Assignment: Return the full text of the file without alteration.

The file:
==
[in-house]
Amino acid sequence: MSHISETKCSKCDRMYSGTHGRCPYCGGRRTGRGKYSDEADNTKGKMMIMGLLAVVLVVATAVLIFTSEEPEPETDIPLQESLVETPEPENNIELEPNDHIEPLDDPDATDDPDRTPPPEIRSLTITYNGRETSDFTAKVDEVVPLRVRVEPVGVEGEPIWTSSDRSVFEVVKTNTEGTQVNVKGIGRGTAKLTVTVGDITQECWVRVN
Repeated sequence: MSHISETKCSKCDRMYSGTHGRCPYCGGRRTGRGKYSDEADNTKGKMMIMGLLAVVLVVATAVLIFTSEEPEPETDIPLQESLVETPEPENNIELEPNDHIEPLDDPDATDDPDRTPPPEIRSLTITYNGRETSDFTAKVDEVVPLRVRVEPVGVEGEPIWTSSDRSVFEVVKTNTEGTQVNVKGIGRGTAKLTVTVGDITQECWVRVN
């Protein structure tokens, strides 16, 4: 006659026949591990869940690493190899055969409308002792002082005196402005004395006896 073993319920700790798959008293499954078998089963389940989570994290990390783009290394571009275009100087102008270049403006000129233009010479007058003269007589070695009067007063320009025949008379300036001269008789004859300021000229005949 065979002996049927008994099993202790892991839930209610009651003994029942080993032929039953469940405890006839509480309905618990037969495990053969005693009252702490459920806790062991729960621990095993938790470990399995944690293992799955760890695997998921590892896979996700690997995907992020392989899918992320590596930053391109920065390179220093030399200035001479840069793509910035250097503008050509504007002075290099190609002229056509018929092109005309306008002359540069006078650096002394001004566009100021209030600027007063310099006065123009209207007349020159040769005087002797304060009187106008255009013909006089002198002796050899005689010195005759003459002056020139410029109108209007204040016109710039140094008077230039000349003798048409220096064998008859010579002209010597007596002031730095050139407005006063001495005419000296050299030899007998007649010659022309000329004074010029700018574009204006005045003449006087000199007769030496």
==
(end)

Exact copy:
[in-house]
Amino acid sequence: MSHISETKCSKCDRMYSGTHGRCPYCGGRRTGRGKYSDEADNTKGKMMIMGLLAVVLVVATAVLIFTSEEPEPETDIPLQESLVETPEPENNIELEPNDHIEPLDDPDATDDPDRTPPPEIRSLTITYNGRETSDFTAKVDEVVPLRVRVEPVGVEGEPIWTSSDRSVFEVVKTNTEGTQVNVKGIGRGTAKLTVTVGDITQECWVRVN
Repeated sequence: MSHISETKCSKCDRMYSGTHGRCPYCGGRRTGRGKYSDEADNTKGKMMIMGLLAVVLVVATAVLIFTSEEPEPETDIPLQESLVETPEPENNIELEPNDHIEPLDDPDATDDPDRTPPPEIRSLTITYNGRETSDFTAKVDEVVPLRVRVEPVGVEGEPIWTSSDRSVFEVVKTNTEGTQVNVKGIGRGTAKLTVTVGDITQECWVRVN
């Protein structure tokens, strides 16, 4: 006659026949591990869940690493190899055969409308002792002082005196402005004395006896 073993319920700790798959008293499954078998089963389940989570994290990390783009290394571009275009100087102008270049403006000129233009010479007058003269007589070695009067007063320009025949008379300036001269008789004859300021000229005949 065979002996049927008994099993202790892991839930209610009651003994029942080993032929039953469940405890006839509480309905618990037969495990053969005693009252702490459920806790062991729960621990095993938790470990399995944690293992799955760890695997998921590892896979996700690997995907992020392989899918992320590596930053391109920065390179220093030399200035001479840069793509910035250097503008050509504007002075290099190609002229056509018929092109005309306008002359540069006078650096002394001004566009100021209030600027007063310099006065123009209207007349020159040769005087002797304060009187106008255009013909006089002198002796050899005689010195005759003459002056020139410029109108209007204040016109710039140094008077230039000349003798048409220096064998008859010579002209010597007596002031730095050139407005006063001495005419000296050299030899007998007649010659022309000329004074010029700018574009204006005045003449006087000199007769030496």